AND OBJECTIVEDNA damage-induced chromatin reorganization is emerging to be a key aspect of eukaryotic DNA repair. Much has been learned about the role of histone modifications as landing pads for repair effectors, thereby modulating or directing their recruitment to sites of damage. Recent work suggests that structural changes in the break-surrounding chromatin environment may be equally important in directing the repair process, with implications ranging from repair factor accessibility to break-proximal transcriptional silencing. In light of this complexity, we decided to take an unbiased approach to dissect the role of chromatin in DNA repair, identify its most critical components and explore their functional relevance.RESULTS AND FUTURE DIRECTIONS: To gain insight into the role of chromatin in DSB repair, we performed RNAi-based high-throughput screening of a comprehensive list of 400 Gene Ontology-annotated chromatin modifiers. Repair efficiency was determined using the previously established, U2OS cell-based DR-GFP reporter system, in which DNA repair by homologous recombination (HR) results in restoration of a functional GFP gene and HR efficiency can, thus, be measured as the fraction of GFP+ cells. We found a large number of chromatin-modifying enzymes to be involved in DNA break repair, and in contrast to previous reports suggesting DSB-induced chromatin relaxation, many of these proteins were transcriptional repressors and/or associated with the formation of silent chromatin. Specifically, we identified a DNA repair module consisting of two macro-histone variants and a histone 3 lysine 9 methyltransferase (H3K9MT) with no previously known function in DNA break repair, which promotes a biphasic change in the DSB-proximal chromatin micro-environment. In agreement with DSB-induced chromatin decondensation reported previously, we observe initial depletion of macroH2A along with repressive chromatin marks from the break site, and initiation of the DNA damage response is not affected by either the H3K9MT or the macro-histone variants. However, within minutes after DSB induction, we detect DNA damage signaling-dependent, DSB-proximal enrichment of macro-histone variants as well as the silent chromatin mark H3-dimethyl-K9 and the responsible HMT. We show that macroH2A is responsible for H3K9MT recruitment to breaks. Importantly, macroH2A depletion causes a significant reduction in H3K9 dimethylation and concomitant break-associated chromatin reorganization. Further investigation revealed that both macroH2A and the H3K9MT are essential for efficient DSB repair by homologous recombination, but have little to no effect on non-homologous end-joining, suggesting that repressive chromatin may set the stage for downstream repair factor assembly and, specifically repair pathway choice. Fittingly, we found that loss of macroH2A or the H3K9MT significantly reduced DSB recruitment of the HR mediator and tumor suppressor BRCA1 but not the NHEJ-associated repair protein 53BP1. Our data thus implicate the formation of repressive chromatin as a key initiating step in directing repair outcome, which is expected to have significant consequences for genomic integrity in a chromatin context-dependent manner.To gain mechanistic insight into how repressive chromatin affects BRCA1 recruitment, we are currently investigating the impact of chromatin modifications and H3K9me2 in particular with regard to their ability to selectively interact with downstream repair factors. We are further investigating the consequences of forced changes in chromatin structure on repair factor retention at sites of DNA damage.Building on the identification of repressive chromatin as a key component of DSB repair, we seek to investigate the impact of DNA damage on chromatin integrity beyond the site of damage. To do so, we performed genome-wide circular chromatin configuration capture assays (4C), characterizing the three-dimensional chromatin microenvironment around at the DSB site before and after break induction. In combination with FISH validation, this approach will allow us to address the impact of the DNA repair relevant repressive chromatin components on break-proximal structural changes both in cis and in trans to the break. DSB-induced epigenomic remodeling may further provide a molecular basis for DSB-associated transcriptional silencing, which has recently been suggested to protect sites of damage from potentially hazardous RNA polymerase encounters, a process thought to ensure unperturbed DNA repair.IMPLICATIONS: The implications of this work are two-fold: (1) Determining the factors that control the balance between BRCA1 and 53BP1 at DNA breaks is critical for our understanding of DSB repair in general and BRCA1-associated tumorigenesis in particular. Defects in BRCA1 function have been linked to tumor initiation and genomic instability. More recently, it has been suggested that a key role for BRCA1 may be to prohibit aberrant 53BP1 recruitment to sites of DNA damage, which accounts for many of the detrimental genomic effects of BRCA1 loss. The identification of selective, chromatin-based modulators of BRCA1/53BP1 recruitment to sites of damage, therefore, has implications for the targeted manipulation of repair outcome and possibly tumor initiation. (2) Global DNA damage induced reorganization of chromatin may explain epigenetic changes observed with age and/or during malignant transformation. A disturbance of nuclear integrity has been tightly linked to aging, cancer and degenerative diseases and our work sheds light on the molecular drivers of DNA repair associated chromatin reorganization. Interestingly, the histone variants identified in our screen are associated with heterochromatin alterations in senescent cells and have further been shown to protect from metastasis through epigenetic silencing of the tumor promoter CDK8. Together, this work is, thus, expected to reveal the functional interplay between DNA damage, age-related (epi)genomic reorganization and ultimately cancer development and/or progression.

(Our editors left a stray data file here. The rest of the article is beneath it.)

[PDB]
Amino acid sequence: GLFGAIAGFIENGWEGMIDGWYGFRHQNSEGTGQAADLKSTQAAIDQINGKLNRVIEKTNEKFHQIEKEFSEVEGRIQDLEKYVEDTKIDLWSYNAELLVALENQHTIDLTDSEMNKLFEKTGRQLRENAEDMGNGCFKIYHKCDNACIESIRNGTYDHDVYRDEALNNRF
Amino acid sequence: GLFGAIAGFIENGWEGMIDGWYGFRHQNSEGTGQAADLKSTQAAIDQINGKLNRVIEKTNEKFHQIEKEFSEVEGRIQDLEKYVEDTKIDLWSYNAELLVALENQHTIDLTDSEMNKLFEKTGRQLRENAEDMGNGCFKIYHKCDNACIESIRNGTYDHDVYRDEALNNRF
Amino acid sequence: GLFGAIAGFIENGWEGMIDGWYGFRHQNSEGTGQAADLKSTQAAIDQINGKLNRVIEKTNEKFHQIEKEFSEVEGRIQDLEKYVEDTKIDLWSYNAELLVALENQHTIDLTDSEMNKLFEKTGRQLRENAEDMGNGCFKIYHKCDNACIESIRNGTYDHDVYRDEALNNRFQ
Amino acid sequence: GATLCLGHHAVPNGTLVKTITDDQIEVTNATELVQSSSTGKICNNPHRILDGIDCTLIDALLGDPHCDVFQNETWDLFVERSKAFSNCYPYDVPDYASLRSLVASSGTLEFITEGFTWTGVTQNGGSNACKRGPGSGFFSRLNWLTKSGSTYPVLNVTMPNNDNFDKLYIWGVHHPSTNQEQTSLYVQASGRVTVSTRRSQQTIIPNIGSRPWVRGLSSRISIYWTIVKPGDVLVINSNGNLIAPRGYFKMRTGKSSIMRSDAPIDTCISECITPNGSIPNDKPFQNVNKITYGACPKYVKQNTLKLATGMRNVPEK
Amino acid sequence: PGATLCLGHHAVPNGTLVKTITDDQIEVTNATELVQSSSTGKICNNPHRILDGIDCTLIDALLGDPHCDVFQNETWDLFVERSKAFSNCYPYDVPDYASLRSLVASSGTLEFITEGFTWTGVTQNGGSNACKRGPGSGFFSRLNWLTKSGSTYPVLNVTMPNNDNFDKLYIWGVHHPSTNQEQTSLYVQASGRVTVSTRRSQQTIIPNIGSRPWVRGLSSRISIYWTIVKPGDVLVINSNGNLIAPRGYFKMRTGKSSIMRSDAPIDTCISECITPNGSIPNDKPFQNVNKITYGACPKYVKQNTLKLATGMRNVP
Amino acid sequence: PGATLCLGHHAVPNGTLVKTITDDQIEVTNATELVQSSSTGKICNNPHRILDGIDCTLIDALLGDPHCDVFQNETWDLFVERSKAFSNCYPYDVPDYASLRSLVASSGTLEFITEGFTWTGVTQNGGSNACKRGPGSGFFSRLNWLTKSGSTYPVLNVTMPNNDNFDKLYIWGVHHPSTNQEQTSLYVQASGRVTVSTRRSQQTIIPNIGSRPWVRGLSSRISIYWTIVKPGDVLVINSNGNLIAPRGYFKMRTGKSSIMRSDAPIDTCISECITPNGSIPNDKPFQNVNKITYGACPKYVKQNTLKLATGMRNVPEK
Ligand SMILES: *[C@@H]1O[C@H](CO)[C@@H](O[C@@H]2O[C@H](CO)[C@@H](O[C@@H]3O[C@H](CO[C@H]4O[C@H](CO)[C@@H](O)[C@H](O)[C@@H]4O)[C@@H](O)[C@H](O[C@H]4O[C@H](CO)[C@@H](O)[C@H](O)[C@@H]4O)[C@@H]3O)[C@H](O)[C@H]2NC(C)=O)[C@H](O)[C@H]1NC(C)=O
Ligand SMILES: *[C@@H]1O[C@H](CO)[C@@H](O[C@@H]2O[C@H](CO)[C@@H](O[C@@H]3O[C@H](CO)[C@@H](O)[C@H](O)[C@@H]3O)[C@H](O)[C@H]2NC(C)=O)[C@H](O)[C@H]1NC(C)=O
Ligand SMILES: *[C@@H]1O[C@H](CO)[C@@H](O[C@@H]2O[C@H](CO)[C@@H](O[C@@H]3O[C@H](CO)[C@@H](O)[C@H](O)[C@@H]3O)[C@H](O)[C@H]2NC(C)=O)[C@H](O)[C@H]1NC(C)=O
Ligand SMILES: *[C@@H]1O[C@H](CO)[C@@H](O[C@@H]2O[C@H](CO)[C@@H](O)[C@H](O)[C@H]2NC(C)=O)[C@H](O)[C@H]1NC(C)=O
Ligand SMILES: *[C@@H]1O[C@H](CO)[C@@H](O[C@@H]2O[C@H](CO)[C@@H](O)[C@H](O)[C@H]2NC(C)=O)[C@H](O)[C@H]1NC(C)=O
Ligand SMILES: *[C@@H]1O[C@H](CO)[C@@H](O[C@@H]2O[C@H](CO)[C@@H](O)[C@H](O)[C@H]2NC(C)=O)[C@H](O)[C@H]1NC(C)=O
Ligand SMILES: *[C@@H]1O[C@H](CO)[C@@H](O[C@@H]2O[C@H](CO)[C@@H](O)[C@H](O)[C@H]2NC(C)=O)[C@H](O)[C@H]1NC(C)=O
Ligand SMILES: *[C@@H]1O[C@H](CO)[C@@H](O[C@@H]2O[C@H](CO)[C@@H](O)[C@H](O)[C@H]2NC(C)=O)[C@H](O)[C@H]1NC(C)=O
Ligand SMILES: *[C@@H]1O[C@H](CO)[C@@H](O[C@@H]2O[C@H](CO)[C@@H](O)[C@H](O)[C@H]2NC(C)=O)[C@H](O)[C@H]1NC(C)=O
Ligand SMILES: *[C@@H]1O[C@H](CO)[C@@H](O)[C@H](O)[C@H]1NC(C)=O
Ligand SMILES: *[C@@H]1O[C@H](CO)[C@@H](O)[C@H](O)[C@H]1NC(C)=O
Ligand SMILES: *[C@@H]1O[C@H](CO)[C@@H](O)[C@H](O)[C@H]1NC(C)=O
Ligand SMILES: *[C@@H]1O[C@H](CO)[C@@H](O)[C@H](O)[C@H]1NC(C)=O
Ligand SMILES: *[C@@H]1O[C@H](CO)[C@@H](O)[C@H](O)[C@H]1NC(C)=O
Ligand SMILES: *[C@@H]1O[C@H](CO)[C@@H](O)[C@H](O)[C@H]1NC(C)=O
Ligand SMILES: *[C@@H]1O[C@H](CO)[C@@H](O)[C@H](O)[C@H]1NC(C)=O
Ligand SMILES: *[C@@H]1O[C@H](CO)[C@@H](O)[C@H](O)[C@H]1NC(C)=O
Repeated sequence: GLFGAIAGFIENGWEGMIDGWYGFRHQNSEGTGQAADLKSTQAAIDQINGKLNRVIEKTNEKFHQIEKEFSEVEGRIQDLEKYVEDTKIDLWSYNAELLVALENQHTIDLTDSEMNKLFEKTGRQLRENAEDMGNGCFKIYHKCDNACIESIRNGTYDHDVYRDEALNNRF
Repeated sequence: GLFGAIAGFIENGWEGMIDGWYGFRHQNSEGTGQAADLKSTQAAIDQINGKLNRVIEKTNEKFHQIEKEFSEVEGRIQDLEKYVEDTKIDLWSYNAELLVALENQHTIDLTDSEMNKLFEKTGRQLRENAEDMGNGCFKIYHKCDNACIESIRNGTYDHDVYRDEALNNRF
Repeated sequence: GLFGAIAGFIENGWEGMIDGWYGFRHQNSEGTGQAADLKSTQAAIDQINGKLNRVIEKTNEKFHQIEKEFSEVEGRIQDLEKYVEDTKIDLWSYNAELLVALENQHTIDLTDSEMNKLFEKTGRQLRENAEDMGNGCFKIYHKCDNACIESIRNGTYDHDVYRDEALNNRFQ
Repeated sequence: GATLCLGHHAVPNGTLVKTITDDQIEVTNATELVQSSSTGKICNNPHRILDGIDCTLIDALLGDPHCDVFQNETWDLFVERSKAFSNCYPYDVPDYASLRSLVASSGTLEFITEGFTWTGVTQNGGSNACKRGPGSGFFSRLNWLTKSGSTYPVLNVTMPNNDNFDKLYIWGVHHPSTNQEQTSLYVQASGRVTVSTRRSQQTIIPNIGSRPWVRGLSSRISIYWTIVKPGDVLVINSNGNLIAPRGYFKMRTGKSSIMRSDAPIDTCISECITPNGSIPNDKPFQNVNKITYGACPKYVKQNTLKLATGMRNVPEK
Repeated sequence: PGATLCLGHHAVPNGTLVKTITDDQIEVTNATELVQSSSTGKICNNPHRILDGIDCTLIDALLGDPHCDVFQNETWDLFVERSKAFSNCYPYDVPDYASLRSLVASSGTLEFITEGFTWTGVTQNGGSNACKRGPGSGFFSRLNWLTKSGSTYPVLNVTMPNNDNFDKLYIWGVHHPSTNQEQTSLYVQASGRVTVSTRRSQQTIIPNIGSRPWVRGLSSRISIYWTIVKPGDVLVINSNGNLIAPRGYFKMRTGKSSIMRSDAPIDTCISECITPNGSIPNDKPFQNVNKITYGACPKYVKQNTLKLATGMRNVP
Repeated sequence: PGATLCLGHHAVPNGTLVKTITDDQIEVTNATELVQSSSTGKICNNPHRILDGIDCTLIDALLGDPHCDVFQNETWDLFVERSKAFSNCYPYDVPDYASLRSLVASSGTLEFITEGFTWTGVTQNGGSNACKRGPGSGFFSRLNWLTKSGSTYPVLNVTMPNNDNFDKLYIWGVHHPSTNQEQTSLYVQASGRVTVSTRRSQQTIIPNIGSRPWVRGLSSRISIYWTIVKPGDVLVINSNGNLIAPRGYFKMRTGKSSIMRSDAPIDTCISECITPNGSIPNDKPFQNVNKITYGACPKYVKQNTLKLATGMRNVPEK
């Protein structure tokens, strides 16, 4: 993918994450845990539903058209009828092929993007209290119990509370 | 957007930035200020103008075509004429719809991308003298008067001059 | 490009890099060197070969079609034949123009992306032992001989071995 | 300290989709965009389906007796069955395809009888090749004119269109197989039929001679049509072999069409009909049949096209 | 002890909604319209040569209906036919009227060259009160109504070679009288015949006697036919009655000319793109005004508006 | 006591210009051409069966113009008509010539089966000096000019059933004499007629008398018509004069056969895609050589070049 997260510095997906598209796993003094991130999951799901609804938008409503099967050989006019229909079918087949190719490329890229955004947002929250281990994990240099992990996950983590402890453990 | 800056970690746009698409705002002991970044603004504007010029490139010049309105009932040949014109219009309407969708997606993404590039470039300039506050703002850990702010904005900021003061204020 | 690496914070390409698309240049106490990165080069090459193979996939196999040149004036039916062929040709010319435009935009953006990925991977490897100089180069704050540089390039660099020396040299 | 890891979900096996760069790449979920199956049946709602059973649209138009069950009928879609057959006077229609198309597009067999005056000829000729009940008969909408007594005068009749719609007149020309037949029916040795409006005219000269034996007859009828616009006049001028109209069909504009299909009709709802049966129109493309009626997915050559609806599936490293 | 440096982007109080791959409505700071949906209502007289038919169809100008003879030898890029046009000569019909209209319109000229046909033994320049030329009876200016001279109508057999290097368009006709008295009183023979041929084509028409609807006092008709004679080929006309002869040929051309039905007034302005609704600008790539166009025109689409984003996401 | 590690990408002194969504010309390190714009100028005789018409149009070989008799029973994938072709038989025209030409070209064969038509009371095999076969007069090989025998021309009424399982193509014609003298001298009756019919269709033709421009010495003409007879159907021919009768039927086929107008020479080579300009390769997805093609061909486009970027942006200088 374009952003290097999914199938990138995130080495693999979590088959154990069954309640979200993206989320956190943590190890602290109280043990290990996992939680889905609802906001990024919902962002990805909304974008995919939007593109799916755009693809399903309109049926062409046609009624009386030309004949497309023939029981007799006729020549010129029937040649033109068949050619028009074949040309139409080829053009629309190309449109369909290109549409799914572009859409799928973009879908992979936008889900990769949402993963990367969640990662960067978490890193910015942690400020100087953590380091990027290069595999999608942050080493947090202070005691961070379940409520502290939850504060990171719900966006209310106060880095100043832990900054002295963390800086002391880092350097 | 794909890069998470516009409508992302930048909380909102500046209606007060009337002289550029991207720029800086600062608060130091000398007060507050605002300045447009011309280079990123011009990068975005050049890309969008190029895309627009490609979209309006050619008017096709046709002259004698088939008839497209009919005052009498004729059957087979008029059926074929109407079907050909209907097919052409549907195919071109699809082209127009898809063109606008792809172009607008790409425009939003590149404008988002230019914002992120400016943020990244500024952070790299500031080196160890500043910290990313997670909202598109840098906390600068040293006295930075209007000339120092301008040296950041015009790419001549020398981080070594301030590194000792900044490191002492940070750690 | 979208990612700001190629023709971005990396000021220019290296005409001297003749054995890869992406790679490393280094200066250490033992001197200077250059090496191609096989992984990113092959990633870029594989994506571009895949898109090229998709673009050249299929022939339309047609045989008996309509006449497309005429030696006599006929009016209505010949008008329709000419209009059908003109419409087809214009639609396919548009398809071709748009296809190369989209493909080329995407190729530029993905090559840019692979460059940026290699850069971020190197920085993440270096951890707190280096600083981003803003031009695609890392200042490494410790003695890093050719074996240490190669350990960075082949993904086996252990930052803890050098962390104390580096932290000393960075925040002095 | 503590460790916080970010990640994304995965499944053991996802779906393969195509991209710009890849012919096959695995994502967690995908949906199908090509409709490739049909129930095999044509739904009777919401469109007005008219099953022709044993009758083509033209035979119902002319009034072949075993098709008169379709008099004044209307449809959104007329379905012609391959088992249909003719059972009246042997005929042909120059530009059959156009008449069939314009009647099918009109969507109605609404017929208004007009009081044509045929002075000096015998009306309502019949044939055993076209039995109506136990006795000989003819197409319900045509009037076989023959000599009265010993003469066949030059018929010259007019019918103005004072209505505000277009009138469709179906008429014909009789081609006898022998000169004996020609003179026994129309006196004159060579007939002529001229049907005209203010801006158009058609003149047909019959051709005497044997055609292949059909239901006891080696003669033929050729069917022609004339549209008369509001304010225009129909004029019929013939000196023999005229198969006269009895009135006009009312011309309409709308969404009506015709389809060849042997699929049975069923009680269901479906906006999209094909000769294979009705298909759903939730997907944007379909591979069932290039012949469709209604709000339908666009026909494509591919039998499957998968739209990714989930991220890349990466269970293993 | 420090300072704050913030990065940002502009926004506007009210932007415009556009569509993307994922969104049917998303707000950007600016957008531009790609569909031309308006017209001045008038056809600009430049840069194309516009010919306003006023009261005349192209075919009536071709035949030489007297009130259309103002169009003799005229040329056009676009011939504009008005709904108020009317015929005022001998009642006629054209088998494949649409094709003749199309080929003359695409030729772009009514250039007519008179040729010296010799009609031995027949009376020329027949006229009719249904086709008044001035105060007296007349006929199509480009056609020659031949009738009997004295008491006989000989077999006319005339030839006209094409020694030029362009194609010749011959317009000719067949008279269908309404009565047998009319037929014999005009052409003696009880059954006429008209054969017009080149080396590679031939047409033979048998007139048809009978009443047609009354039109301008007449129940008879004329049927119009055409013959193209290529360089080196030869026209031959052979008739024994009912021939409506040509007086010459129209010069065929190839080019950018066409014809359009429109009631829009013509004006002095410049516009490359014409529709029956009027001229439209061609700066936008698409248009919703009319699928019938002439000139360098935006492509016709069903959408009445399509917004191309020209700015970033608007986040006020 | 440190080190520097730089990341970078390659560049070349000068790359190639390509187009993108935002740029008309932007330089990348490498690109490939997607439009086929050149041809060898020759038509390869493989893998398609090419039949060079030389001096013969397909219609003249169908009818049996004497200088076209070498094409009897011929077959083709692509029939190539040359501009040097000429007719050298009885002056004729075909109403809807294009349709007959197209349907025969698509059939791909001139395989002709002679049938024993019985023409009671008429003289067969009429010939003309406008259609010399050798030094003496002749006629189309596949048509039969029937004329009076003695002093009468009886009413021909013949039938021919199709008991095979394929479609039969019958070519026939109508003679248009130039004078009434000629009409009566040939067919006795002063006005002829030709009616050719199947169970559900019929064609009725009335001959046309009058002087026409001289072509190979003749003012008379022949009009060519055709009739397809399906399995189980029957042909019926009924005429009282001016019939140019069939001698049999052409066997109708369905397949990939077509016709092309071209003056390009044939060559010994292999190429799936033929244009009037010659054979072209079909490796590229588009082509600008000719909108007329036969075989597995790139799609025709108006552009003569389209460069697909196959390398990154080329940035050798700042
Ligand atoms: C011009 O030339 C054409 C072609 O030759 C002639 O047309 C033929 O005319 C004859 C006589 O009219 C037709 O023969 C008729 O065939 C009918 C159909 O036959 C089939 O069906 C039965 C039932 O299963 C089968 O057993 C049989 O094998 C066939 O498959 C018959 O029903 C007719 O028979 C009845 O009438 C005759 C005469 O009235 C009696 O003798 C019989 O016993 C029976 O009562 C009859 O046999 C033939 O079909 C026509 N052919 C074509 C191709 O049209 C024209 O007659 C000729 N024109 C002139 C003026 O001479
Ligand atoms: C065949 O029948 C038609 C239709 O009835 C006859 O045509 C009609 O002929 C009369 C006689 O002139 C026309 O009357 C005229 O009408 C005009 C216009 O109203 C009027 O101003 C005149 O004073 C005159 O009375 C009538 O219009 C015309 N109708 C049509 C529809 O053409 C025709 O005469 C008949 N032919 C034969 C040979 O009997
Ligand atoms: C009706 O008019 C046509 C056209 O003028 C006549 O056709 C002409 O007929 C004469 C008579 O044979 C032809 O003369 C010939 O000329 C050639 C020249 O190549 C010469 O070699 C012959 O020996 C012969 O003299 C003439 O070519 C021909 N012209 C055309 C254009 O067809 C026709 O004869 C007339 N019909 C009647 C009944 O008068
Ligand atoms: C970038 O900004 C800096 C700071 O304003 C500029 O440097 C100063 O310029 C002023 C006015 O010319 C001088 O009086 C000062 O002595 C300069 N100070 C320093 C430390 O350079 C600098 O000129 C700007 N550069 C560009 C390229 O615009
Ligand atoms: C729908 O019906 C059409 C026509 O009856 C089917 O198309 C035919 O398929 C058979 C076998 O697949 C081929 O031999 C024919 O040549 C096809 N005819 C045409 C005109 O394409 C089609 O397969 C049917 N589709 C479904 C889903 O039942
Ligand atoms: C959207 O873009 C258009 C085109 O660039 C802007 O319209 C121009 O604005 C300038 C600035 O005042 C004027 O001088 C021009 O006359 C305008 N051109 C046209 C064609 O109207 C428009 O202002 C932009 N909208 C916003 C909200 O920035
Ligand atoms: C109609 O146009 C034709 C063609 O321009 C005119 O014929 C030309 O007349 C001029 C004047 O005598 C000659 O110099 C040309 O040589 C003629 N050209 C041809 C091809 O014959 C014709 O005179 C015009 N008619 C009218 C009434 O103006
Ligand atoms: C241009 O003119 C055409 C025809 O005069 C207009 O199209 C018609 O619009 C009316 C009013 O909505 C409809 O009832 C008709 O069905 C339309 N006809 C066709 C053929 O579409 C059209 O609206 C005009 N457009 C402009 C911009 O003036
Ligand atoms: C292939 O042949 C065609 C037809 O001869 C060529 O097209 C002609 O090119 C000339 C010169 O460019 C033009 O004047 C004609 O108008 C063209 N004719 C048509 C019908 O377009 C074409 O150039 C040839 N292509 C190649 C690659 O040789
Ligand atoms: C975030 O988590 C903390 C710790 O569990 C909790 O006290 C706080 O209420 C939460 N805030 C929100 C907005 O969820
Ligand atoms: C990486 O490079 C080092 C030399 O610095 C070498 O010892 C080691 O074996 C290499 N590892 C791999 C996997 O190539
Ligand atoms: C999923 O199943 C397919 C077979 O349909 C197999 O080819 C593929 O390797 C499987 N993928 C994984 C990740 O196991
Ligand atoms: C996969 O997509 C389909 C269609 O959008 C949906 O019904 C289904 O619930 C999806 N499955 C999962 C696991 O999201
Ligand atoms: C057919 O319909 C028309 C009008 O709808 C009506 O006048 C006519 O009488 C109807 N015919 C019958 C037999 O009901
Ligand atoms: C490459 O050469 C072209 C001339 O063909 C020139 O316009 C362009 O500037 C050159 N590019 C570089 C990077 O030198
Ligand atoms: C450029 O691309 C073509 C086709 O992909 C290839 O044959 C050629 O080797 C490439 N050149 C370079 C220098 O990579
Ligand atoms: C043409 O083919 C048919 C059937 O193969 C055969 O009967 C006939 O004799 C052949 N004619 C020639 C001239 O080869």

National Institute of Health (NIH)
National Cancer Institute (NCI)
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Liu, Jinping; Kruswick, Alex; Dang, Hien et al. (2017) Ubiquitin-specific protease 21 stabilizes BRCA2 to control DNA repair and tumor growth. Nat Commun 8:137
Shi, Lei; Oberdoerffer, Philipp (2012) Chromatin dynamics in DNA double-strand break repair. Biochim Biophys Acta 1819:811-9
Sinclair, David A; Oberdoerffer, Philipp (2009) The ageing epigenome: damaged beyond repair? Ageing Res Rev 8:189-98